Friday, May 07, 2010

Return of the Land of the Living Dead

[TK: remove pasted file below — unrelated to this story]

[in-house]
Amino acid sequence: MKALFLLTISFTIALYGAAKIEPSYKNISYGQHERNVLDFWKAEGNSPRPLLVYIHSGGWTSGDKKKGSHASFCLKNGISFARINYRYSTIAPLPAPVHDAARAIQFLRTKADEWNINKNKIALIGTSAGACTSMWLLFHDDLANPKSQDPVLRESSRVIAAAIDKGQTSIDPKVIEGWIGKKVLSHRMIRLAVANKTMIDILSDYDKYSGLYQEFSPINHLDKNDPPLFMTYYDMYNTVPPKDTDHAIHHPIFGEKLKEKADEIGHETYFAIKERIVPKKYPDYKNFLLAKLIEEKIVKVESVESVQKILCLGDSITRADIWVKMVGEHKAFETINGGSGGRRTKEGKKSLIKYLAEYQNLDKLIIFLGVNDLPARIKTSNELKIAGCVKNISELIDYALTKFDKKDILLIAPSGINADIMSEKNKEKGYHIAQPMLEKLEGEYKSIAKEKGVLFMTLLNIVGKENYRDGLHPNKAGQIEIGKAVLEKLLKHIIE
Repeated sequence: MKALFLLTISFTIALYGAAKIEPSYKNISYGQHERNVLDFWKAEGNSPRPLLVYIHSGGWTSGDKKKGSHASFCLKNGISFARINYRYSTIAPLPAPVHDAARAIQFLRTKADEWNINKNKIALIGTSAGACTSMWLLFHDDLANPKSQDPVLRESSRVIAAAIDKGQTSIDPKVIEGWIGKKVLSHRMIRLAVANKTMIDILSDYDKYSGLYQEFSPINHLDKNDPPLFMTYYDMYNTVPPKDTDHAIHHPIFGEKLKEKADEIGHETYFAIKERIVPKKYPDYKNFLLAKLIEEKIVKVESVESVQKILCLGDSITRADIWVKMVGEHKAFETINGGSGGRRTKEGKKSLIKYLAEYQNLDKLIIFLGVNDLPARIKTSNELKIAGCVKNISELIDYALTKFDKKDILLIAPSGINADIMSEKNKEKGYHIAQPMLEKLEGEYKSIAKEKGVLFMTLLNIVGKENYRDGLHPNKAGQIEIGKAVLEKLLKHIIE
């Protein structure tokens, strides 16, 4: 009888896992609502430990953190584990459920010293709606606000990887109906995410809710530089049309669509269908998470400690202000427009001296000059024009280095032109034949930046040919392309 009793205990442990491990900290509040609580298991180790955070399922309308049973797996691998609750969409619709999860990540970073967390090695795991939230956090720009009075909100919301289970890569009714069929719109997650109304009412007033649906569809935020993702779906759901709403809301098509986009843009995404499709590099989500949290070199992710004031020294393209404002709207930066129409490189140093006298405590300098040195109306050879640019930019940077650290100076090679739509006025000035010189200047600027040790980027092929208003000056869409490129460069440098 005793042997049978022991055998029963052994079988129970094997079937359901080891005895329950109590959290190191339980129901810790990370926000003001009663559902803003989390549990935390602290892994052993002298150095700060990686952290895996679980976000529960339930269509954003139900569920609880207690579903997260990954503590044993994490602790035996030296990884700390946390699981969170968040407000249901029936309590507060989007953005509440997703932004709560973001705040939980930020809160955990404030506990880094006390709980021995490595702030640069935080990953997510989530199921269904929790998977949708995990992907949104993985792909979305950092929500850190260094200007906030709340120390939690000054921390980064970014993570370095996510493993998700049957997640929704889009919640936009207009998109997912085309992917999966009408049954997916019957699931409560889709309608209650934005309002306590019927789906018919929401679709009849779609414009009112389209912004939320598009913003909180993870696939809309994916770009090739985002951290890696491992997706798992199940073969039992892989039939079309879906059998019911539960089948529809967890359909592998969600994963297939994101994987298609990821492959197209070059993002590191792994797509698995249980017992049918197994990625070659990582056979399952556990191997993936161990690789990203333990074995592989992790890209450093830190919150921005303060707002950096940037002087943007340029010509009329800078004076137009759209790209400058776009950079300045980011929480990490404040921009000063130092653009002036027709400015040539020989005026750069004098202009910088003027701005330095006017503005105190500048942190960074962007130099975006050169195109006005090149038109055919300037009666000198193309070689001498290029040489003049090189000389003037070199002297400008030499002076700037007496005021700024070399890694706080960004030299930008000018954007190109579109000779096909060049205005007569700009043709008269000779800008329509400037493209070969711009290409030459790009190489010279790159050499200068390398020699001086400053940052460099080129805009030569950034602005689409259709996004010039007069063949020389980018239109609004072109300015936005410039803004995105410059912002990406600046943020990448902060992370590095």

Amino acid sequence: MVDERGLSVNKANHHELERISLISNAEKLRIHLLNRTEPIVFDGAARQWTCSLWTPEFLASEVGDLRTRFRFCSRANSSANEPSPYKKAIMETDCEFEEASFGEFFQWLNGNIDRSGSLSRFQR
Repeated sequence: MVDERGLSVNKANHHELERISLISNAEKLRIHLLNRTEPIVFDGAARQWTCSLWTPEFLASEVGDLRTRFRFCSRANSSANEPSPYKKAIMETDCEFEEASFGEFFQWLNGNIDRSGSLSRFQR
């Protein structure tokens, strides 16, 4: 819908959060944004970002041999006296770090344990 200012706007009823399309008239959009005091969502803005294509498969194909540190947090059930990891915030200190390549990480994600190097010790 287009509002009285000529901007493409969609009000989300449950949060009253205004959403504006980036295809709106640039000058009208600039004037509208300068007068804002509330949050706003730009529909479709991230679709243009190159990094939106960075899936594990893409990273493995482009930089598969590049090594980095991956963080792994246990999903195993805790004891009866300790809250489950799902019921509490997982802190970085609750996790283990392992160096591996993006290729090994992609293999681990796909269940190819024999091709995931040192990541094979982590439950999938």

A couple of interesting Zombie films were on the agenda this week ... George Romero's Land of the Dead, and Return of the Living Dead from Dan O'Bannon. Land of the Dead is a peculiar thing, a Zombie movie which doesn't feel like one. It comes over more like some sort of vigilante film than anything else. The world has become infested with Zombies, and they stand around trying to recapture their lost humanity by continuing to do what they did before ... shopping, serving customers and so on ... while in a protected enclave, the last of humanity lives in a high rise development with its own shopping mall and every convenience you could imagine. However the owner of the complex, Kaufman, played by a fairly laid back Dennis Hopper, needs to get food and supplies in from somewhere so he has hired Cholo, played by John Leguizamo, to get the supplies for him. There follows a fairly predictable path, as a special 'supplies truck' is stolen by Cholo when Kaufman cuts him off after he has delivered the goods, and it's up to a small group of humans led by Riley (Simon Baker), and which include reformed prostitute/dancer Slack (Asia Argento), to retrieve the truck ... The film is most interesting for the zombies though, in particular 'Big Daddy' played by Eugene Clark who turns in a movie-stealing performance as a hulking brute who seems to have more intelligence than most - working out how to use a gun and other implements as weapons. The other zombies are mostly defined by their old jobs: a butcher, a cheerleader, a Salvation Army band member; and they follow 'Big Daddy's lead in attacking the complex and killing everyone inside. The film ends with zombies and surviving humans going their own way in a sort of 'live and let live' approach to the menace. I can't say it's a great film, but it has its moments and is never dull. The other film is a favourite of mine and I never get tired of revisiting it. Return of the Living Dead is a straight zombie film which is a sequel of sorts to Night of the Living Dead. Some zombies from that outbreak have been canned up by the Army, and accidentally delivered to a medical supplies centre where they have stayed for years and years before worker Burt (Clu Gallagher) decides to show newby Freddie (Thom Mathews) what is in the basement. Cue the escape of gases which overcome Burt and Freddie, and which bring all the organic objects in the supply warehouse to life. In a great sequence we see a split dog (a dog mounted and cut down the middle, nose to tail, to show all the internal organs) whining, and butterflies flapping in a cabinet. Then a cadaver comes alive and runs amok before it's pinned to the ground with a small pickaxe. This still doesn't kill it and so they then cut it into pieces and take them over to the local morturary run by Ernie (Don Calfa) who destroys them in the incinerator, causing poisoned rain to fall over the nearby cemetary where a group of stoner mates of Freddies are partying. Next thing they know, the dead are coming back to life ... It's a wonderful fun film, and the leads play it straight, the laughs coming out of the situations rather than any overt comedy. I love the Tar Man zombie in the cellar - one of the best zombies ever committed to film - and the idea of the things being able to run and reason is very nicely handled. The 'Send more Paramedics' line deserves especial mention of course, as does the idea of Ernie and Freddie literally turning into zombies as we watch, and without dying in between. The production design by William Stout is exemplary, and the zombies are brilliant as a result. The old woman one which is captured and pinned to the table is a case in point. Her backbone writhing and weeping fluids as she explains that the creatures want brains to eat to ease the pain of being dead is a neat twist, and lends a little sympathy to the creatures. The stoner crew are amazing ... what a bunch. And what on earth Freddy's girlfriend - who is a 'nice girl' - is doing with the likes of Trash (Linnea Quigley) who strips off faster than you can blink and dances on a tomb before being got by the zombies, is anyone's guess. I have to also point out that the two main leads here are called Ernie and Burt ... something of an homage to Sesame Street perhaps? Definitely worth a watch, it's one of the gems of zombie cinema.

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